Voice for the Defense Volume 42, No. 8 Edition
The Fourth Amendment allows states to collect and analyze DNA from people arrested and charged with serious crimes. Maryland v. King, 133 S. Ct. 1958 (2013).
D was arrested and charged with first-degree assault for menacing a group of people with a gun. As part of a routine booking procedure for serious offenses, pursuant to the Maryland DNA Collection Act, D’s DNA sample was taken from inside his cheeks. His DNA was found to match the DNA taken from a rape victim. D’s motion to suppress the DNA evidence was denied, and he was convicted of rape. The COA of Maryland struck down portions of the Maryland DNA Collection Act as unconstitutional and set aside D’s conviction. The U.S. Supreme Court reversed COA.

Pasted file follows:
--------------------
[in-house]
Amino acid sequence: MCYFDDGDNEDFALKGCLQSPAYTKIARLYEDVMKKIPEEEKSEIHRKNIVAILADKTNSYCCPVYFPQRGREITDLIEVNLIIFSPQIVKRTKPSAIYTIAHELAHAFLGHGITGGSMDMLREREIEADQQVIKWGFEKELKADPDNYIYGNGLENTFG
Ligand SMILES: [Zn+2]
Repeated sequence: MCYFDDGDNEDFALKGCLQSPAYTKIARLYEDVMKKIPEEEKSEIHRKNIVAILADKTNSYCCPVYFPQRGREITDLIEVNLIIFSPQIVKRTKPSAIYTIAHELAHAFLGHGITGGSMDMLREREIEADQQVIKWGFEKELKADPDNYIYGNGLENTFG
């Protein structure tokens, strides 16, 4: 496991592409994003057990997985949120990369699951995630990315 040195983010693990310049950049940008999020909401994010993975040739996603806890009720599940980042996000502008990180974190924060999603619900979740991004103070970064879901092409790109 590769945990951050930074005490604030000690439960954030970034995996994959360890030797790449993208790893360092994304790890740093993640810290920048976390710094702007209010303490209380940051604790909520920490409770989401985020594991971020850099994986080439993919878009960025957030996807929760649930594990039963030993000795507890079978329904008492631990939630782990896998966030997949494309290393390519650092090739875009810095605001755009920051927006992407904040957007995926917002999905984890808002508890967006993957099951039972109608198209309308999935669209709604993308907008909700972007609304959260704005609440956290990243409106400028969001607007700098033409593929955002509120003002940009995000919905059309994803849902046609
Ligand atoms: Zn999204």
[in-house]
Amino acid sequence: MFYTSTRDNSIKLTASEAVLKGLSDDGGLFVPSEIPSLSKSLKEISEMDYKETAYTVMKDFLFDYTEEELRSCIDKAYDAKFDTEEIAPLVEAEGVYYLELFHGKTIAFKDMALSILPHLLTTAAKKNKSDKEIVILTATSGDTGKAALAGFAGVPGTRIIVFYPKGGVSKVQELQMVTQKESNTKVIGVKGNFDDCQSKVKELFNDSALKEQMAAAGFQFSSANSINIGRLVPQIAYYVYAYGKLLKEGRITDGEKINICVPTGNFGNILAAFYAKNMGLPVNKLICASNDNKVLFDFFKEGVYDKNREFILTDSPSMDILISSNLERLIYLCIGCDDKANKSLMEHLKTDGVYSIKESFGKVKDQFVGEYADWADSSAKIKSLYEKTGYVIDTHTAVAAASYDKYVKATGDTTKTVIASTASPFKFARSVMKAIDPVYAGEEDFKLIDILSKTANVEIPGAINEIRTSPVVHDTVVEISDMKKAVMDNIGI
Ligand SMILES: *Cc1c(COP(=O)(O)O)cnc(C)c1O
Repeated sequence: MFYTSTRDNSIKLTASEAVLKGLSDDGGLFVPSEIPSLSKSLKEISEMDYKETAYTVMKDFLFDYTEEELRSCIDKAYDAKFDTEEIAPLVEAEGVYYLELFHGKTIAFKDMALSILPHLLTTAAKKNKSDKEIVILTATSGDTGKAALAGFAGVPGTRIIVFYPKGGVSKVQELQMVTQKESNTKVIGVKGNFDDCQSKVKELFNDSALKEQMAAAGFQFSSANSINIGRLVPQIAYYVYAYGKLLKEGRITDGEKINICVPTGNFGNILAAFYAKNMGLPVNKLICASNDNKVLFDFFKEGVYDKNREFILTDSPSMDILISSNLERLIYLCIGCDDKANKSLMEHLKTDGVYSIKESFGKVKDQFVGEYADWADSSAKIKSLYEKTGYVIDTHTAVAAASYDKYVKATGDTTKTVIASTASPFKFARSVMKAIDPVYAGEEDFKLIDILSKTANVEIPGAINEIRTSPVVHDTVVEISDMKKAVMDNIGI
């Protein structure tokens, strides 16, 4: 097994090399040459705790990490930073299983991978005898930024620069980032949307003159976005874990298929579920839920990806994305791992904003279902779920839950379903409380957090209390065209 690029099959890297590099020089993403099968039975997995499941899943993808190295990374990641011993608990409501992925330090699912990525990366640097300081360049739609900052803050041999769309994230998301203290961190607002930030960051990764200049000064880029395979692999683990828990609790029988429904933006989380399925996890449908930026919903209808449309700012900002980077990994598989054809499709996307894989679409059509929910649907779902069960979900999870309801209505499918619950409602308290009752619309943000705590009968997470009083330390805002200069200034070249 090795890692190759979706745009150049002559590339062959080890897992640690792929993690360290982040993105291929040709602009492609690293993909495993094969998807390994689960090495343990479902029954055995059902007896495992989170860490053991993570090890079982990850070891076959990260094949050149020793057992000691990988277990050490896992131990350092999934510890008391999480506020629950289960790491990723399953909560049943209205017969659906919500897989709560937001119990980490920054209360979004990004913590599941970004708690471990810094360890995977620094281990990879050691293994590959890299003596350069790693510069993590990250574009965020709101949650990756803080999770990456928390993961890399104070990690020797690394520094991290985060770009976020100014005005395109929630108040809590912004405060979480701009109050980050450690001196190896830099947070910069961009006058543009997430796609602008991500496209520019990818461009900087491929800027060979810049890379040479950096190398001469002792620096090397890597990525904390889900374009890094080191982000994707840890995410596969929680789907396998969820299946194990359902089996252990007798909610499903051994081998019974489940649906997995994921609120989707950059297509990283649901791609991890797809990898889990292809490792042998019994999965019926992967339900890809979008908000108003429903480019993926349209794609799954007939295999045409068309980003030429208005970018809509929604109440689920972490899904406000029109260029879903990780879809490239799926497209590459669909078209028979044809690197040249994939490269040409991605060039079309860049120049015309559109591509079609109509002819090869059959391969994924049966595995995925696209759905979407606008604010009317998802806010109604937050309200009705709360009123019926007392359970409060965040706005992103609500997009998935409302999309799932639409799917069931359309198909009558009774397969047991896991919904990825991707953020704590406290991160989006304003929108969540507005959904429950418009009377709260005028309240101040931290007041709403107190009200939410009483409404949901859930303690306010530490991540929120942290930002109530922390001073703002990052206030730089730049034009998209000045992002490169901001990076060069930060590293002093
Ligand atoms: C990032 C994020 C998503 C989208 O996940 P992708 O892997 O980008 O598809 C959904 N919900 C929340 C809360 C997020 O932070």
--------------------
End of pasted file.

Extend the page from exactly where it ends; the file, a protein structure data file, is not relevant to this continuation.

Taking and analyzing a cheek swab of D’s DNA was, like fingerprinting and photographing, a legitimate police booking procedure that was reasonable under the Fourth Amendment because (1) the legitimate government interest served by the Act was the need for officers to process and identify the persons and possessions they must take into custody, (2) DNA identification of arrestees, of the type approved by the Act, was no more than an extension of methods of identification long used with arrestees, and (3) regarding D’s legitimate expectations of privacy, the intrusion of a cheek swab to obtain a DNA sample was minimal.
A federal habeas court, faced with an actual-innocence claim, should count unjustifiable delay on a petitioner’s part, not as an absolute barrier to relief but as a factor in whether actual innocence has been reliably shown. McQuiggin v. Perkins, 133 S. Ct. 1924 (2013).